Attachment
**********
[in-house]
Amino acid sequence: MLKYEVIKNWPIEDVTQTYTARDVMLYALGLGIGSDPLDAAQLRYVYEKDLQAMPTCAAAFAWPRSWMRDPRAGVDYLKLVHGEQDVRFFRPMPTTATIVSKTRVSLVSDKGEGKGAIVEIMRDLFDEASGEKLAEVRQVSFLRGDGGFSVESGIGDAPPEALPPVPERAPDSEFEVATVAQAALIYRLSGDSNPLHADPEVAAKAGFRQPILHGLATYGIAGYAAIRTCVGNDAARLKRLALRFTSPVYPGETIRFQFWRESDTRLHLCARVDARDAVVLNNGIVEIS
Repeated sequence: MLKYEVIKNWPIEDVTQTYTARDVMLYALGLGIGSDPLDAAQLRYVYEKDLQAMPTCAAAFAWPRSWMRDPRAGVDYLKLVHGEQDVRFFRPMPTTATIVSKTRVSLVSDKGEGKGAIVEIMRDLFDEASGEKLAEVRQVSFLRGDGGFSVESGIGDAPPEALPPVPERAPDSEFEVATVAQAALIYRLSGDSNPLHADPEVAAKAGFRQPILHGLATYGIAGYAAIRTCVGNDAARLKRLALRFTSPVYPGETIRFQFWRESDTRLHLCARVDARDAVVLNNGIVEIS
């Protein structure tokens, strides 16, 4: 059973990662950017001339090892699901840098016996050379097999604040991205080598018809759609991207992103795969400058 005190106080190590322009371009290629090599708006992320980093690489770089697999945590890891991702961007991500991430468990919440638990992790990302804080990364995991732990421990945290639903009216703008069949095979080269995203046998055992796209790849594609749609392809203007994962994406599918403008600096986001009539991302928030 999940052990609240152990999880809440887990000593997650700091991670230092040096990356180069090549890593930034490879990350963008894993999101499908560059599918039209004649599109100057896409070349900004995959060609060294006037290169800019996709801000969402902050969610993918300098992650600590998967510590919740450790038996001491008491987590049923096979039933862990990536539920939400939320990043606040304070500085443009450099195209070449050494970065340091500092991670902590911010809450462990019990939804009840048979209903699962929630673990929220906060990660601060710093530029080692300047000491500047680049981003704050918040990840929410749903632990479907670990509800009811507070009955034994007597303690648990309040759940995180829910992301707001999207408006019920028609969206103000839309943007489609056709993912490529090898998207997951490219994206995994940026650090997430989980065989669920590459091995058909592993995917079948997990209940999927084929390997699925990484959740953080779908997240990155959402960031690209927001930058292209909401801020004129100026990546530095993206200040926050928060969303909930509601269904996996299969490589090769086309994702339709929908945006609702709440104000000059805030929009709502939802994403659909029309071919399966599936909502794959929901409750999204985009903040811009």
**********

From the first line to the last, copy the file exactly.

[in-house]
Amino acid sequence: MLKYEVIKNWPIEDVTQTYTARDVMLYALGLGIGSDPLDAAQLRYVYEKDLQAMPTCAAAFAWPRSWMRDPRAGVDYLKLVHGEQDVRFFRPMPTTATIVSKTRVSLVSDKGEGKGAIVEIMRDLFDEASGEKLAEVRQVSFLRGDGGFSVESGIGDAPPEALPPVPERAPDSEFEVATVAQAALIYRLSGDSNPLHADPEVAAKAGFRQPILHGLATYGIAGYAAIRTCVGNDAARLKRLALRFTSPVYPGETIRFQFWRESDTRLHLCARVDARDAVVLNNGIVEIS
Repeated sequence: MLKYEVIKNWPIEDVTQTYTARDVMLYALGLGIGSDPLDAAQLRYVYEKDLQAMPTCAAAFAWPRSWMRDPRAGVDYLKLVHGEQDVRFFRPMPTTATIVSKTRVSLVSDKGEGKGAIVEIMRDLFDEASGEKLAEVRQVSFLRGDGGFSVESGIGDAPPEALPPVPERAPDSEFEVATVAQAALIYRLSGDSNPLHADPEVAAKAGFRQPILHGLATYGIAGYAAIRTCVGNDAARLKRLALRFTSPVYPGETIRFQFWRESDTRLHLCARVDARDAVVLNNGIVEIS
């Protein structure tokens, strides 16, 4: 059973990662950017001339090892699901840098016996050379097999604040991205080598018809759609991207992103795969400058 005190106080190590322009371009290629090599708006992320980093690489770089697999945590890891991702961007991500991430468990919440638990992790990302804080990364995991732990421990945290639903009216703008069949095979080269995203046998055992796209790849594609749609392809203007994962994406599918403008600096986001009539991302928030 999940052990609240152990999880809440887990000593997650700091991670230092040096990356180069090549890593930034490879990350963008894993999101499908560059599918039209004649599109100057896409070349900004995959060609060294006037290169800019996709801000969402902050969610993918300098992650600590998967510590919740450790038996001491008491987590049923096979039933862990990536539920939400939320990043606040304070500085443009450099195209070449050494970065340091500092991670902590911010809450462990019990939804009840048979209903699962929630673990929220906060990660601060710093530029080692300047000491500047680049981003704050918040990840929410749903632990479907670990509800009811507070009955034994007597303690648990309040759940995180829910992301707001999207408006019920028609969206103000839309943007489609056709993912490529090898998207997951490219994206995994940026650090997430989980065989669920590459091995058909592993995917079948997990209940999927084929390997699925990484959740953080779908997240990155959402960031690209927001930058292209909401801020004129100026990546530095993206200040926050928060969303909930509601269904996996299969490589090769086309994702339709929908945006609702709440104000000059805030929009709502939802994403659909029309071919399966599936909502794959929901409750999204985009903040811009």